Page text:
One Year in Vietnam — Part II: Picking Up the Pieces
CONTEXT: I’m a Vietnamese who lived in America for almost eight years, first for school, then for professional career. Last year, I returned home. This is my recollection of that journey.
“How easy it was to lie to strangers, to create with strangers the versions of our lives we imagined.” — Chimamanda Ngozi Adichie, ‘Americanah’
Utterly lost, I reached back into my American identity looking for refuge and solace.
I held on to my subscription memberships (Spotify, Netflix…), to my American address, driving license, bank accounts, and so on. I flashed that fancy Chase Sapphire card everywhere I went. I used my US driving license instead of my Vietnamese national ID to get into places. I sought out American expats to hang out with, positioning myself among them, as one of the American folks living far away from home.
I bragged about my time in America a lot, about things I’ve achieved, people I’ve met, places I’ve been, girls I’ve dated, and so on. I boasted about that startup that I had left America and come back to build. I exaggerated constantly about my achievements, my capabilities, and pretty much my American-ness. I wore that American badge with sincere sense of pride and prejudice.
Then time passed. As weeks flew by, the bubble began to crack, and reality kicked in, hard. I was dipping into my savings, that I had intended to use for something more meaningful. I moved into the family house with my sister and my aunt, squadding a 15-meter-squared bedroom, with nothing more than a bed, a desk, and a wardrobe. I started relying on my family’s money and support nest.
I wandered the cities for days, rotting in coffee shops doing God-knows-what. I started using Tinder again, looking for girls eager to be flashed by the whole American thing. I went out all the time, looking to score all sorts of deals with people that I normally wouldn’t even come close to, left alone hanging out with as buddies. I was losing myself, worse than ever.
“Live, travel, adventure, bless, and don’t be sorry.” — Jack Kerouac
Then, as fate would have it, I went to Japan. I stayed there for three weeks, wandering around the country: Tokyo, Osaka, Kyoto, etc. I met a lot of new friends, those who were also lost and trying to find themselves again. There was the Californian fresh college graduate who was running away from an abusive family; the Australian sous-chef who fled Melbourne wanting to become the next Gordon Ramsey; the English couple lamenting Brexit as they made their way through Asia, vowing not to return to the UK; the Canadian mountie escaping his own obsession after almost fatally injuring a teenager. There I was, the Vietnamese returnee from America, completely void of an identity, and I fell right in place.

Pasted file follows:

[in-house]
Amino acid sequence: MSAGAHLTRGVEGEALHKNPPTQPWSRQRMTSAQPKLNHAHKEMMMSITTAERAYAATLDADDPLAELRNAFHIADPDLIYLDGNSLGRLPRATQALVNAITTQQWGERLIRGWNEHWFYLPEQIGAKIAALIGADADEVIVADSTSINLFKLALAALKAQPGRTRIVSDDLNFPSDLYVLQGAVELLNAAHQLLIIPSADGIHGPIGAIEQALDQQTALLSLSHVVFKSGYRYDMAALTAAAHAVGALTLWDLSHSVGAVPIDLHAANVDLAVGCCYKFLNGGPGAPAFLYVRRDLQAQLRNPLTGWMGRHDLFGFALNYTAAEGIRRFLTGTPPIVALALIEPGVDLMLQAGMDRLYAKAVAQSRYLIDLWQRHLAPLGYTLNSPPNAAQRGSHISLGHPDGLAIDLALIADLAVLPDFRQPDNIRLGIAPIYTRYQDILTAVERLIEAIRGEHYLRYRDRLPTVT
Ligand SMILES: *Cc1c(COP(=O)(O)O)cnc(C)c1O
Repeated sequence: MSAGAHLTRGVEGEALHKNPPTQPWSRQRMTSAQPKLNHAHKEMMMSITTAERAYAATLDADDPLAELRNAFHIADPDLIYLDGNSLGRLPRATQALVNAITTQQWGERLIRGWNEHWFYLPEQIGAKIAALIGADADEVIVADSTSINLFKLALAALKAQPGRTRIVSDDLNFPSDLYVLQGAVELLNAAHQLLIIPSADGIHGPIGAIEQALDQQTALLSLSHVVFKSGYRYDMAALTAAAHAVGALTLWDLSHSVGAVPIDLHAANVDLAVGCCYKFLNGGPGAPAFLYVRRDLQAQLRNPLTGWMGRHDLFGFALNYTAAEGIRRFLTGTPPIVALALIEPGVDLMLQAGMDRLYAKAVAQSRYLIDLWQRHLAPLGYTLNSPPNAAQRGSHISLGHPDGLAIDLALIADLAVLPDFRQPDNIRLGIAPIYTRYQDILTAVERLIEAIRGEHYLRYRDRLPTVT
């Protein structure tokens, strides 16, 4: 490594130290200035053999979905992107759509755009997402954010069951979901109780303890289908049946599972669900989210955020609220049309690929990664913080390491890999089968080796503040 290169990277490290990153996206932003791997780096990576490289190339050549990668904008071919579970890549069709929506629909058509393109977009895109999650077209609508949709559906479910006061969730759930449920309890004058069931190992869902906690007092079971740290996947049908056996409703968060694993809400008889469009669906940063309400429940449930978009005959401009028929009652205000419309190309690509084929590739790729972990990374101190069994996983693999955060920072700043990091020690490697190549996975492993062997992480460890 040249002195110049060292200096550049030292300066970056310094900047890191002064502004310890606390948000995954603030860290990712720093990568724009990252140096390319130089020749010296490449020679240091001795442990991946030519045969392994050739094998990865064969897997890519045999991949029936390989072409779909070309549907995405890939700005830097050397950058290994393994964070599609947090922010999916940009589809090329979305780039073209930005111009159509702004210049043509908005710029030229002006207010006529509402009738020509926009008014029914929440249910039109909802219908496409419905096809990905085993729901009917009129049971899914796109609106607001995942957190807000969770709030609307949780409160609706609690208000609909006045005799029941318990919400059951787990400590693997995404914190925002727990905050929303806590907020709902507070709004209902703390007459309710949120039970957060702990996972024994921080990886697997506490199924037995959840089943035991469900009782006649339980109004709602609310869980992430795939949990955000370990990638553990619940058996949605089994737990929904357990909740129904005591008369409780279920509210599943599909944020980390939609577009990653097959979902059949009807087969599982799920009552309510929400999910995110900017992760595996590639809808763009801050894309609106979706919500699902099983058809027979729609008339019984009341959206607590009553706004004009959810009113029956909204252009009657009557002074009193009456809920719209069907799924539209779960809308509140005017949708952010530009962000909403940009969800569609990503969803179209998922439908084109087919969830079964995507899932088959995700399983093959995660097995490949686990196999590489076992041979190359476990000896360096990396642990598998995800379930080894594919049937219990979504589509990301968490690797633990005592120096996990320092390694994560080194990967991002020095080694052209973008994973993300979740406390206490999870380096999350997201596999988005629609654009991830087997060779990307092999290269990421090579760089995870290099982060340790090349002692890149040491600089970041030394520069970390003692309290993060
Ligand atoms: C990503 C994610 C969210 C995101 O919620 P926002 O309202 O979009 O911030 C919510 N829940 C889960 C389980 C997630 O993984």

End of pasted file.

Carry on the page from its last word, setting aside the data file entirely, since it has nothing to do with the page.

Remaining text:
As my Japan journey drew near its end, though, the cloud began to lift. All those people I met, those places I went, those experiences I had, made me realize one thing: Maybe, just maybe, it doesn’t matter whether I can find my identity or not. I can be American and Vietnamese, all in one. I began to reclaim my sanity and dignity. Once again, traveling saved me.
I returned to Vietnam, my mind clearer than ever.
“Truth is ever to be found in simplicity, and not in the multiplicity and confusion of things.” — Isaac Newton
On the personal level, I stopped going to expat meetups, hanging out with the wrong crowds, and pushing myself back into the right path. I started training again, eating healthier, and picking up community events that I could volunteer and meet more Vietnamese people, like teaching English for children and adults.
I also made peace with my family. When I left many years ago, I was madly infuriated with everyone and everything at home. I cursed the limitations of the family life, blaming it for hindering my full potential and desire to conquer the world. Yet, when I came back, they still greeted me with such love and compassion. My family provided me with a nest much needed for me to slowly put myself together. They supported me emotionally and financially during my lost phase, without a single word of lamentation. For that, I owed them.
I started hanging out with my family more, over dinners, talks, drinks (or “nhau” as we Vietnamese would call it). My family was just as nosy and poky as ever, especially when it came to my personal life. However, this time, I already knew that everything they did and talked about resulted from love, and it became so much easier to swallow and get along with.
On the professional level, I proactively threw myself out there, hosting and moderating events within the startup community. Through those events, I reconnected with a whole lot of old friends, as well as making plenty of remarkable new friends. Afterwards, I frequently joined my Vietnamese friends, old and new, in their hangouts, lunches, dinners, drinks; listened to their life stories, their daily struggles, and their hopes and dreams for a better future. I shared their frustrations, their aspirations, their optimisms for our country, our society, and our generation.
Before I could fully grasp the reality, I already slowly learned to embrace my Vietnamese-ness again.
Coming Up: Part III: Moving On.